Being a late bloomer is seen as a negative thing. Branded with the big old stamp of “Inexperienced,” I walk the imaginary catwalk into most bars with the fear that I will, yet again, have to tell a man I have not had sex. I usually get one of two reactions; they perk up with wide eyes like a mystical creature has stepped before them or they recoil in instantaneous fear that I will stalk them for the next two years if they fuck me for my first time. Both reactions are ridiculous, and both make my skin crawl right off of my body. My favorite reaction was when someone laughed straight in my face before accusing me of being a liar. “There was no way”, he exclaimed, I was “too pretty to be so inexperienced at twenty-one”. To him, my physical appearance is equal to that of my sexual experience . This man would then continue to try to finger me in public, as if his accusations of calling me a liar had somehow been forgotten or at least excused. There is nothing better than a man making you feel ashamed because you’ve never been fucked and then, in the same breath, try to convince you his dick is going to change your world.
I was not concerned about the state of my virginity in high school, where most kids probably have sex for the first time. I was too anxious for my own good, did not understand basic social graces, and was convinced I was ugly enough to be in a side show at the local fair. I had messy hair, never wore makeup, and the mere sight of seeing an attractive guy filled me with such terror that I lost my ability to speak. Furthermore, after trying to deal with my own attempted sexual assault, I had no desire to be touched. I had no desire for a man to look at me with sexual desire. (The looming cloud of adolescence dating weighed on me more than I would like to admit.) I was more concerned with other things like school, college applications, and my artwork. I never beamed with such pride as when I learned I would have art up in a New York State building. And although I knew about sex, I could hardly fathom the idea of a man crawling on top of me. The thought of being intimate made my stomach turn so badly, I actually questioned my sexuality. Alas, I was only ever attracted to the opposite sex.
One after the other, my girlfriends came to me with their exciting “first time” stories. I wasn’t even dating. Something was different about me. I could not even muster the courage to ask a boy to hang out.
Somewhere between being eighteen and twenty, I felt something change in me that I had never anticipated. Even now, at twenty-two, I can’t seem to wrap my head around the sudden switch that occurred, or why it happened. For the first time I felt sexually curious. I felt something new in my gut towards men. I found myself saying jokes about how I would sleep with them. I really wanted something, though I wasn’t entirely sure of what.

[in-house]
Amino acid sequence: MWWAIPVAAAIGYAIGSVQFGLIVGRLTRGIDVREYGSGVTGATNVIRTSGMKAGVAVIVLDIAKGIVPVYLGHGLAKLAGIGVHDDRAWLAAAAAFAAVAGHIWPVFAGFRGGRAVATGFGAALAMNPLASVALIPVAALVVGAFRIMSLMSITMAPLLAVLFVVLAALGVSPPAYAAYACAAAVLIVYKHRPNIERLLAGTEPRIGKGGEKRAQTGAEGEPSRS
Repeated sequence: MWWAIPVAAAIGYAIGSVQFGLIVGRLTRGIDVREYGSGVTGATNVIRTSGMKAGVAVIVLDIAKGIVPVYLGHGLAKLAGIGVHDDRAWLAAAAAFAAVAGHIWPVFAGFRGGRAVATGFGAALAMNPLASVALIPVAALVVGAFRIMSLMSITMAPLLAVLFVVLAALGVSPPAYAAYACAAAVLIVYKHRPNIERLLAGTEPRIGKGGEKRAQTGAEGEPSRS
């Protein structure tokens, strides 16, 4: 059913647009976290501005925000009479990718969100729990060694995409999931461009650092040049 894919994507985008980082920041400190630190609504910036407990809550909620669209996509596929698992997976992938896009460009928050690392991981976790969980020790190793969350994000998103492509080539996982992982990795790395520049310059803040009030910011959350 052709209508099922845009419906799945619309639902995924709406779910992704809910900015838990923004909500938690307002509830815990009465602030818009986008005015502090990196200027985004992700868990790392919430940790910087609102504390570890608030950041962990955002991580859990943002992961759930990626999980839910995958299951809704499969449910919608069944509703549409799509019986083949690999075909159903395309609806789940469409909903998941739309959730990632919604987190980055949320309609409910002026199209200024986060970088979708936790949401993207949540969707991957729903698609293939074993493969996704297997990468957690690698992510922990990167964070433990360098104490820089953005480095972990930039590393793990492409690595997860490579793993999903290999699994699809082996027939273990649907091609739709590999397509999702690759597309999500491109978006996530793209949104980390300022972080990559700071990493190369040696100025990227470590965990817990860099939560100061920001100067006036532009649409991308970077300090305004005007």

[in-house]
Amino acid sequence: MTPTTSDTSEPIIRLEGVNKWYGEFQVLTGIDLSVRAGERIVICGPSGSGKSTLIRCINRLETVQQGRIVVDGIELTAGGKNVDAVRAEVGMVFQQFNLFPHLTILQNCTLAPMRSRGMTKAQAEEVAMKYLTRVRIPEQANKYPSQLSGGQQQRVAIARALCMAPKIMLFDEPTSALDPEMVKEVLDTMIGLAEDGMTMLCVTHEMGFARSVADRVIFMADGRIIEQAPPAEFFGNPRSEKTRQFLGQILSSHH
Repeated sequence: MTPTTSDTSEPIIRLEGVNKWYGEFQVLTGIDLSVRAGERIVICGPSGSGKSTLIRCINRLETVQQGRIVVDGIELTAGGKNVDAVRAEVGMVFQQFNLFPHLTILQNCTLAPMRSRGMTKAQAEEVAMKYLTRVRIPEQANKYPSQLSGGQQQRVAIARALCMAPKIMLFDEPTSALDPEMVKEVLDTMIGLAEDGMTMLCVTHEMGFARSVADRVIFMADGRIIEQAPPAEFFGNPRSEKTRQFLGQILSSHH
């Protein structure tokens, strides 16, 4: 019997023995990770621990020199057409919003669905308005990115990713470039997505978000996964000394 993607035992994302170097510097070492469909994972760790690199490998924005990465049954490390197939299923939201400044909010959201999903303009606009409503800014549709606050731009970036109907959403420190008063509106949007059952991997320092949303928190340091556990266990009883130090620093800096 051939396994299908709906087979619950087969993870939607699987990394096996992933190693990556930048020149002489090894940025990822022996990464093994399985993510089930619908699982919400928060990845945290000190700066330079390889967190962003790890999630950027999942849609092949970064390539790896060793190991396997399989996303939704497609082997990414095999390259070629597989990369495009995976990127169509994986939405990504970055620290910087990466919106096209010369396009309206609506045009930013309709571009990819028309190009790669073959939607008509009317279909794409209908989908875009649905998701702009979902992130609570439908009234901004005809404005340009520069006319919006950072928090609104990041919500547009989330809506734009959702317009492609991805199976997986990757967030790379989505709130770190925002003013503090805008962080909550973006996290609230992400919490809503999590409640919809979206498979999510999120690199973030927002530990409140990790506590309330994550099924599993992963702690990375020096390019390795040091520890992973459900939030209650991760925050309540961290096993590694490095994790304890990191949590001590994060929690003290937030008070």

Little by little, I found myself opening up to sexual things. I met different men along the way who somehow broke a little piece of my shell off, which would eventually lead to some sort of bizarre sexual awakening. Little by little, I allowed myself to be more open and realized there is no harm in being kind to strangers. It’s not surprising that first time I saw a penis, I had just turned nineteen. In that summer, I made out with someone for the first time. I was curious, and I wanted to try things. I wanted experience. Still, I was not having sex because I did not want to go all the way. I thought the other stuff was more fun.
And that’s okay.
Nowhere is there a rule book that says, “By age X, you should be [very] sexually active,”. This does not matter, nor does IT define you as a person. For a while, I thought I was a freak – a socially awkward “penguin,” if you will, who went through the motions like she thought she was supposed to; like she was told was acceptable. I’m sure high-school-me could care less that I have yet to be fucked, but I know she would be mad someone said, “I don’t know, man, fucking a virgin means you’ll have someone following you around for a year.”
I’m neither a commodity nor a freak. I’m not a prize to be won and please stop calling me a unicorn. My virginity is not something you wrap in a box, with pretty foiled paper like a Christmas present. Your dick is not my saving grace from a life of sexual repression, nor is it a key to a life filled with wonders I have yet to know, as much as you’ll try to sell it to me with uncomfortable one-liners like, “My pants are totally not stuffed in that picture.” I’m sexually capable, I’m sexually open, but maybe I just don’t want your dick, dude. Maybe I just do not want your dick.